If the NAACP and the right-wing can agree on any one thing, it seems to be a collective dislike for the idea of streetcars in Cincinnati.

Issue 9 would amend the city’s charter to require a new referendum each and every time there is any spending — local, state, or federal — on “right-of-way acquisition or construction of improvements for passenger rail transportation (e.g. a trolley or streetcar) within the city limits.” While streetcars are mentioned directly in the measure as an example of transportation projects that would have to be submitted to voters, the truth is that all rail projects, such as the proposed light rail, commuter rail, and high-speed rail lines illustrated below, would have to be put to public consideration.

Issue 9 will not prevent rail from being constructed. It will simply engender serious delays on any plans that the city wants to advance. From the NAACP’s perspective, support for Issue 9 means opposition to the city’s planned streetcar line, which they argue will reduce standard bus service to the city’s poor black population. From the perspective of the Cincinnati Tea Partiers, rail service is a waste in any shape or form.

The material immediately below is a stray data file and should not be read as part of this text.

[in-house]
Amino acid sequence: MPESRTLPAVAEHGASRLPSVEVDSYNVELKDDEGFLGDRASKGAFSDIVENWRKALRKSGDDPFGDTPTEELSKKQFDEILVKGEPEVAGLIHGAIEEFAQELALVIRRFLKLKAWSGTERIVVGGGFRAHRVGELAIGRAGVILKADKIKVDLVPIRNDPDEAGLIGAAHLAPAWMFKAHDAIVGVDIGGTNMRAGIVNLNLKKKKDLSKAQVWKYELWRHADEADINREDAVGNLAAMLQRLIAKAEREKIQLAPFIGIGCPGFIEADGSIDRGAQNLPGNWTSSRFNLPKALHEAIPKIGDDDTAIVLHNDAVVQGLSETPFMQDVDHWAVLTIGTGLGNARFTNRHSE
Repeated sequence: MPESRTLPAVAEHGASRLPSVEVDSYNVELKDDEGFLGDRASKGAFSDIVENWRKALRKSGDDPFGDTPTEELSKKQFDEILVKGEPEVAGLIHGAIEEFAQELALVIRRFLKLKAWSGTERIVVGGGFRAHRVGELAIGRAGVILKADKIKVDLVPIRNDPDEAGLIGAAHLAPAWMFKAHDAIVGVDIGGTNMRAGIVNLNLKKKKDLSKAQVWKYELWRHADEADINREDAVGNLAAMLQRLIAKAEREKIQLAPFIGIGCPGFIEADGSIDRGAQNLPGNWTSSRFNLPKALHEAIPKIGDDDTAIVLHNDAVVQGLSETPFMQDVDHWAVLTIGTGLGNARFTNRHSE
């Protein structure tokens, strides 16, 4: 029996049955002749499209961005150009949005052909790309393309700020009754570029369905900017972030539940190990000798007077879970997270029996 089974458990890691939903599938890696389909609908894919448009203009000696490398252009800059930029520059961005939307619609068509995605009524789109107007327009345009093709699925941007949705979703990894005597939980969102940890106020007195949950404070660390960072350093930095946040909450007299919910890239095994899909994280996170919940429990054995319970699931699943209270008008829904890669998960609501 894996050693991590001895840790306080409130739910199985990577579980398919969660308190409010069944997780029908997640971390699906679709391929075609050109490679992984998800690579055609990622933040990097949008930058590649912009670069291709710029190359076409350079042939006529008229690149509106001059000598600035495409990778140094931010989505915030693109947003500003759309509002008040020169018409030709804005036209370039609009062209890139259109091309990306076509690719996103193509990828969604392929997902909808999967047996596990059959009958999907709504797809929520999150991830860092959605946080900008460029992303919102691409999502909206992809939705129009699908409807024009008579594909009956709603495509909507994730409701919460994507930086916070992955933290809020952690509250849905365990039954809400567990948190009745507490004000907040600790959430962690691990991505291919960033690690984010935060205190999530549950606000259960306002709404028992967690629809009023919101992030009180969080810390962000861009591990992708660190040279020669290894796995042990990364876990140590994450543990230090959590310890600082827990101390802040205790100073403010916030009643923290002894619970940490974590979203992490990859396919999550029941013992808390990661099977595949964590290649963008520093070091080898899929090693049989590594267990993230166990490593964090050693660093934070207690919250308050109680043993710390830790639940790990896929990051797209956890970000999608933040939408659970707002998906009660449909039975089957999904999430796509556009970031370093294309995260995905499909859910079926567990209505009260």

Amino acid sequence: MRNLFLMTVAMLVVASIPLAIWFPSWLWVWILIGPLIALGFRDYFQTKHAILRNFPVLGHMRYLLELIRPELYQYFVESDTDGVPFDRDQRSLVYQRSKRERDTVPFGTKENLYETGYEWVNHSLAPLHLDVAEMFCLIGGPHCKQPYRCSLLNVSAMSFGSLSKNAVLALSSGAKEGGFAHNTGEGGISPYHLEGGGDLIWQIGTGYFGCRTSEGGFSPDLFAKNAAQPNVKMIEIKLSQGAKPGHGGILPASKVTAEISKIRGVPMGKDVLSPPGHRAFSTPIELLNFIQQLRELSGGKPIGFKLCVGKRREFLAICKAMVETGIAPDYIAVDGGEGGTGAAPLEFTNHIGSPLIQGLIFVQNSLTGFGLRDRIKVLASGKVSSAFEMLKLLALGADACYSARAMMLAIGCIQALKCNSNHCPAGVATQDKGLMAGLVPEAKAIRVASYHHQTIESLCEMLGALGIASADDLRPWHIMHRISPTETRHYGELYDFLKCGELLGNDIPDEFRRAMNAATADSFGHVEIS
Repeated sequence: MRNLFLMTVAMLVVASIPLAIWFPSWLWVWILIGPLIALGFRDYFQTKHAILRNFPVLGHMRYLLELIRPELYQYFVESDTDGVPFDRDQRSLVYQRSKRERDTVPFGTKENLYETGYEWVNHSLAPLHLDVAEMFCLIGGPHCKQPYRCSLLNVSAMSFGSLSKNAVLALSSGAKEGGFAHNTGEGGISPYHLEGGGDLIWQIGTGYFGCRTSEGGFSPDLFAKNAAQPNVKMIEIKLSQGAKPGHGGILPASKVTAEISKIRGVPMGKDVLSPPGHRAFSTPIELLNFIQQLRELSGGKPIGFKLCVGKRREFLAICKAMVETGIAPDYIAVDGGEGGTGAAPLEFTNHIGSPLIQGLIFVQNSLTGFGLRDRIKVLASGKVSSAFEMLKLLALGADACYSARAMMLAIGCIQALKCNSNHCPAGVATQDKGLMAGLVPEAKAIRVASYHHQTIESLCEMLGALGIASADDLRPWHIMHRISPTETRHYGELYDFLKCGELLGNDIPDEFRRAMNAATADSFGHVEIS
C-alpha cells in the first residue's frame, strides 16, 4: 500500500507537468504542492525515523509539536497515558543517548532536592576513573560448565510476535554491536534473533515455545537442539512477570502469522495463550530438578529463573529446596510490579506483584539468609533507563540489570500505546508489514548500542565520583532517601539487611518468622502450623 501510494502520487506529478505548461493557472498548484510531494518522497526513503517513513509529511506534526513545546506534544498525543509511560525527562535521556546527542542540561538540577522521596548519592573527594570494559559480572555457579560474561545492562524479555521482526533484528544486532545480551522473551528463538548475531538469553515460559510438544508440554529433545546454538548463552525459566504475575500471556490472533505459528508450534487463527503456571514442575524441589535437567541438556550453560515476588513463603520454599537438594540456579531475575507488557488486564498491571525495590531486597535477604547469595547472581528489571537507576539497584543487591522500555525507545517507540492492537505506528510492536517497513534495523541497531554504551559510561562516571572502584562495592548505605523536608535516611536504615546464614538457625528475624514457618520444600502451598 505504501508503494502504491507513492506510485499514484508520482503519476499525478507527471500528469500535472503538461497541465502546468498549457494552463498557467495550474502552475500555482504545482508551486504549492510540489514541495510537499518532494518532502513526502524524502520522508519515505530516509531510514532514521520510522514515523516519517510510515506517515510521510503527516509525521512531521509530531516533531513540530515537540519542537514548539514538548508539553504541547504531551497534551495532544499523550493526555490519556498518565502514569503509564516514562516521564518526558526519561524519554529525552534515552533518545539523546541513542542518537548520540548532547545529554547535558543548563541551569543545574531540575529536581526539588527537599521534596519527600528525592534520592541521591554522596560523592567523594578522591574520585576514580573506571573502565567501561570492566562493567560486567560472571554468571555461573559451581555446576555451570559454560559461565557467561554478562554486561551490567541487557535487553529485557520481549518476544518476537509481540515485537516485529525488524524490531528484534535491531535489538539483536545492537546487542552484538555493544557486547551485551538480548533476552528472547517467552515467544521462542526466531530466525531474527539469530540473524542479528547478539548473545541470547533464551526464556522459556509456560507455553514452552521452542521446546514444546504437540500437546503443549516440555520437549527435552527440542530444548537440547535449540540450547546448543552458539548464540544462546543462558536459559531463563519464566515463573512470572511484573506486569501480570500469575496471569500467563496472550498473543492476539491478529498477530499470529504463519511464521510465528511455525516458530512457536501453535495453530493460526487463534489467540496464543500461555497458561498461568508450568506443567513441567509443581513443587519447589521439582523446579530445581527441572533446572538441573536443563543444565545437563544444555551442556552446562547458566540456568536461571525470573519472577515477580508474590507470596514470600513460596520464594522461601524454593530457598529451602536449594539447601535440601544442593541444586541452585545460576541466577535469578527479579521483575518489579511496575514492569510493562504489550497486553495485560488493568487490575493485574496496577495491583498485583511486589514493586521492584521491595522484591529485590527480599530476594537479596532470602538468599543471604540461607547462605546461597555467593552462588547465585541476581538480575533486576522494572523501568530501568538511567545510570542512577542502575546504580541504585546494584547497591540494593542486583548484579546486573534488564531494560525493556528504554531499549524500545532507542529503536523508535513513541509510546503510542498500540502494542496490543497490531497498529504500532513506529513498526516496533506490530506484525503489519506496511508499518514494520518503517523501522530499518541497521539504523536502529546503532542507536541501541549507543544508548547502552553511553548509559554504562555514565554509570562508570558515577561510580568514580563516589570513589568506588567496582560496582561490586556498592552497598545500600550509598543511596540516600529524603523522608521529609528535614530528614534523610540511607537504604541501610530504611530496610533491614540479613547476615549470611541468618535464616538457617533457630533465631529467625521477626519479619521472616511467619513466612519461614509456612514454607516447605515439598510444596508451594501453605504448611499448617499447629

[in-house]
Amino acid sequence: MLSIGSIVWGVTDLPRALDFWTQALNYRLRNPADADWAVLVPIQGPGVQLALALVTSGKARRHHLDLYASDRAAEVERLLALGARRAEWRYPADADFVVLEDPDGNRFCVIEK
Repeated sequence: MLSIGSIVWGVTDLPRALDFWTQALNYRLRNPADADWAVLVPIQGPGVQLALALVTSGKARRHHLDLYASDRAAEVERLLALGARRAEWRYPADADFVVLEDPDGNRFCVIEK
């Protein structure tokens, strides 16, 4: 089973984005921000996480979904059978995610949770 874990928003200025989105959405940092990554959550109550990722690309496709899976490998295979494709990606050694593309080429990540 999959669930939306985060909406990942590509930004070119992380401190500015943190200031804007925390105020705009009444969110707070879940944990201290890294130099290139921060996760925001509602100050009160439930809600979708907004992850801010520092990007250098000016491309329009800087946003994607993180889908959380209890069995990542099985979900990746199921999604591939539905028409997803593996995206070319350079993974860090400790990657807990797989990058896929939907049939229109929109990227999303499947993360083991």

The biggest problem with the proposal in the short-term is that it will prevent the city from receiving federal stimulus funds for the streetcar line in the next year, at least before Cincinnati is able to present a project to the discretion of the electorate. A future referendum on transit funding is likely to end in failure, considering the terrible results of the 2002 Metro Moves vote. In the longer-term, Issue 9 would make it nearly impossible to plan major projects for the city because each new idea would have to first be submitted to the voters — meaning that projects that help only small parts of the community will inevitably be shot down, and ideas that would require large (but necessary) expenditures would be defeated in races focusing on waste.